When wine drinkers think of Sicily, a few images come to mind: popular and explosive Mt. Etna, Nero d’Avola from all over [Sicily], and perhaps natural winemaker Arianna Occhipinti from Vittoria, most recently televised by the CNN program Stanley Tucci: Searching for Italy. “Sicily is a continent of flavors,” as they say. So let’s take a closer look at those individual ingredients of “Sicilian wine” and identify those flavors.
One subtle ingredient in Sicily is the region of Alcamo. Alcamo, on the west coast of Sicily, sandwiched between Palermo and Trapani, has had steady wine production for a long time. Historically, Alcamo was a key growing region for classical grape varieties, like Catarratto, which mostly ended up in Marsala wines. In more recent history, Alcamo has been associated with large-scale production. Alessandro Viola and Luigi Stalteri, a small-scale natural wine producing duo, have been among the first to turn back the tide from large-scale production to artisanal craft production.
Having visited Alessandro and Luigi back in 2018, I was given a first-hand look at how special Alcamo is. The quiet town on the glamorous Mediterranean coast is shadowed by a natural reserve sitting atop a mountain about 800 meters above sea level. This natural reserve gives birth to abundant pines, luscious green foliage and sweet fresh air. This is where Alessandro and Luigi’s vineyards are located.
Some might argue (Alessandro) that Alcamo should not be viewed as a “Sicilian wine.” “What does Alcamo have to do with Mt. Etna?”, he posed to me during my visit. Alessandro easily proved to me that Alcamo sure is a distinct territory of Sicily. You should get to know it.
Recently, Marco Salerno emailed questions to Luigi Stalteri:
Marco Salerno: Can you explain the area of Alcamo, Sicily? Where are your vineyards located and how do they stand out?
Luigi Stalteri: The Alcamo area is highly suited for the cultivation of the vine. As a percentage of the surface, the province of Trapani is the most cultivated in Europe in vineyards despite the fact that there are several non-native varieties, but Catarratto, Perricone, Nero d'Avola, Grillo and Inzolia are the most cultivated. We immediately bet on Catarratto despite being considered a grape that is anything but precious, but today it has been definitely re-evaluated.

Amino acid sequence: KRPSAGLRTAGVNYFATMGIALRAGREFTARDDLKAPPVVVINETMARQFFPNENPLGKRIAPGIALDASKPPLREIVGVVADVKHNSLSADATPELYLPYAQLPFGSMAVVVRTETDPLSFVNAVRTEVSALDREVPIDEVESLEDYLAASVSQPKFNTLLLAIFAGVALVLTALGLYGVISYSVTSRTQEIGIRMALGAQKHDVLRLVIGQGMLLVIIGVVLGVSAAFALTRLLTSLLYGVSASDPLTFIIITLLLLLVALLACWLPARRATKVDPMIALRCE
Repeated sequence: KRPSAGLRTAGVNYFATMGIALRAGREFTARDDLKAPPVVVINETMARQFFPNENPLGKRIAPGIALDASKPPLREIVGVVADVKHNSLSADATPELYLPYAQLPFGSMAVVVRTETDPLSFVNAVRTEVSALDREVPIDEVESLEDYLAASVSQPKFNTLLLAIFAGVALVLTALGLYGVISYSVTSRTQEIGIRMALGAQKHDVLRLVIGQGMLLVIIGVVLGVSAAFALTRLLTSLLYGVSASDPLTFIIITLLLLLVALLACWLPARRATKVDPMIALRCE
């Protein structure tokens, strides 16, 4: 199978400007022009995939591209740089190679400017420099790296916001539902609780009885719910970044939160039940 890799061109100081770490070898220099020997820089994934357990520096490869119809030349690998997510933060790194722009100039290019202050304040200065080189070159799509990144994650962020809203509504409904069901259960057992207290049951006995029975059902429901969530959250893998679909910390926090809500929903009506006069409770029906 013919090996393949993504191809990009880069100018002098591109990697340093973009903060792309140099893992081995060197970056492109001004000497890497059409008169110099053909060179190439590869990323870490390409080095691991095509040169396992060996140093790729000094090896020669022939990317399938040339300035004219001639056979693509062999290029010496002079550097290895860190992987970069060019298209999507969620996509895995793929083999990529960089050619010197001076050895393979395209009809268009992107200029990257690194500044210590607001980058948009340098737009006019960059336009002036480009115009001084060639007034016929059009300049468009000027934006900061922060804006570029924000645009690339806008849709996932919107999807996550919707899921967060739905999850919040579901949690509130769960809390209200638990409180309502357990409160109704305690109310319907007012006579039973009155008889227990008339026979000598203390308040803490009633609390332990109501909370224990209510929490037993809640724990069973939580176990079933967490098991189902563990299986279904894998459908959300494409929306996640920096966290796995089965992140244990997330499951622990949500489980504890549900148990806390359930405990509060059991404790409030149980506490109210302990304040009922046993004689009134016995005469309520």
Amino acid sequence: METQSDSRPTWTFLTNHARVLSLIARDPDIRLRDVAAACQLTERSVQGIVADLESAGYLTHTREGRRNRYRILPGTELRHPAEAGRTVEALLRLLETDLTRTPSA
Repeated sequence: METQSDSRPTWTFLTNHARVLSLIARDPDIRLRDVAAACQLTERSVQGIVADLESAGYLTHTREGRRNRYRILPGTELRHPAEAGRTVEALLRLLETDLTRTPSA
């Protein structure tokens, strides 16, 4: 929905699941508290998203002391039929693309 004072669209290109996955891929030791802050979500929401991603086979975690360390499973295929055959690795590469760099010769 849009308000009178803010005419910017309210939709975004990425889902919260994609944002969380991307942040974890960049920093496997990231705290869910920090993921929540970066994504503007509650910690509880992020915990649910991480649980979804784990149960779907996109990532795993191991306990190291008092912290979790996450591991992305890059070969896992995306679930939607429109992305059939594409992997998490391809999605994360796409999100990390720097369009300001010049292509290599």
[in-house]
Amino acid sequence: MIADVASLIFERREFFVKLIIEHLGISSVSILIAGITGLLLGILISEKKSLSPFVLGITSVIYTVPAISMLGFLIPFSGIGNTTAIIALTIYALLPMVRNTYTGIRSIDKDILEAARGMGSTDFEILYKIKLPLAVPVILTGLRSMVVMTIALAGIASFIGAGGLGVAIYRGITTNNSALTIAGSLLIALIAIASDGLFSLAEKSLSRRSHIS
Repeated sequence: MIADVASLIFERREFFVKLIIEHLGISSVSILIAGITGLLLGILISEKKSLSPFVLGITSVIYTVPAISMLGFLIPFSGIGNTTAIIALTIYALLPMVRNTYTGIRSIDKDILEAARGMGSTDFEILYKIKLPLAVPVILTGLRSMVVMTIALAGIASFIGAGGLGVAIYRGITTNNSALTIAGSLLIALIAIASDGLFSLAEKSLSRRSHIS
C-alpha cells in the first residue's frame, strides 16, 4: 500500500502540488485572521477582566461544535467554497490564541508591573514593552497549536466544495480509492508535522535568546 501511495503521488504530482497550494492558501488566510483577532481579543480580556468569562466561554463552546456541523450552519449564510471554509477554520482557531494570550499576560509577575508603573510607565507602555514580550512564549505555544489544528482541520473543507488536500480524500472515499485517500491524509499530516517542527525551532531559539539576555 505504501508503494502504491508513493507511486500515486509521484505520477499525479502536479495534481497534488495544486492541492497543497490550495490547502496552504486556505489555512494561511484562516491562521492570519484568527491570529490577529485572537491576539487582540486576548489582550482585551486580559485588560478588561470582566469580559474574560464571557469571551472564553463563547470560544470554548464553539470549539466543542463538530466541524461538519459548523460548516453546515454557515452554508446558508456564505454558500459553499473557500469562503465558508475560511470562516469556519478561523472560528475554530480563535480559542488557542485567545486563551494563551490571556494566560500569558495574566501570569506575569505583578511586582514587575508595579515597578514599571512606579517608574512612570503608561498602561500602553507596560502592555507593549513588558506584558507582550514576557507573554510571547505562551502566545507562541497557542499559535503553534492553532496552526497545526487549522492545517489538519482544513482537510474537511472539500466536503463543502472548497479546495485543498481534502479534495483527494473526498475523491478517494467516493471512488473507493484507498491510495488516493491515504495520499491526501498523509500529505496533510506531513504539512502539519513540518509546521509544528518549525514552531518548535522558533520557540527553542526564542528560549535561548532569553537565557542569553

The vineyards are located on the northeast side of the mountain at 350 m.s.l. and the other, the new one, to the north between 650 and 700 meters, always surrounded by pines and eucalyptus trees, both bordering the "Bosco d'Alcamo" Nature Reserve.
(Luigi Stalteri (left) speaks with Marco Salerno)
How should Alcamo wines be understood by wine consumers? How are Alcamo wines different from other parts of Sicily?
In general, the wine consumer should not have territorial preconceptions, but be willing to try because only in this way can he be overwhelmed by the territory and the varietal. Thus the understanding of the natural wines of Alcamo, as of any other region or nation, can have its pure meaning.
Sicily is certainly a happy island where you can find the right climate for long periods, depriving us of annoying surprises.Specifically, the wines of our territory must thus speak of sun, sea and everything that surrounds us and in recent years the explosion of many small natural producers are giving excellent results and notoriety.
What are the key grapes of Alcamo?
The grapes of Alcamo are Catarratto, as the protagonist for whites, but excellent results are also obtained from Grillo. Among the reds, Perricone, Nero D'Avola, Syrah and Nerello Mascalese give an excellent expression.
How did you guys meet?
The friendship between Alessandro and I was born many years ago, when we were fourteen-year-olds we would hang out with a group of friends. We have come a long way together such as playing football in the team of our city, lifeguarding and spearfishing, the latter a discipline that does not see us particularly successful ...
Then we met up in Bologna where I had a wine bar and he came to visit me over the weekend from Alessandria where for a couple of years he worked alongside a great winemaker and from there we found ourselves even better than before with the new passion for wines. Passion that soon turned into production up to today.
(Alessandro Viola and Luigi Stalteri)
What defines your approach to winemaking?
Since he is the winemaker it would be better to have his answer ... but I would say that the basis is to be found in nature itself, less impact in the vineyard as in winemaking, thus giving space to the grapes themselves. Certainly there is an oenological imprint but its aim is to obtain the maximum territorial and varietal expression.
What do you think about the impact of natural winemakers in the Sicilian wine industry?
In the last 20 years, the "natural" phenomenon has made several steps forward, growing more and more in quality and cleanliness in drinking. It still remains a niche practice and so I would like it to remain so as not to lose its pure identity.
However, our job is also to make money, but we must not get caught up in greed! I would never want to lose the emotion in September when the harvest begins and I find in the bunches the efforts of an entire vintage, looking forward to the wine to come. Dirty, hard and swollen hands, a sore back at the end of the day but a heart full of joy in sharing our greatest passion!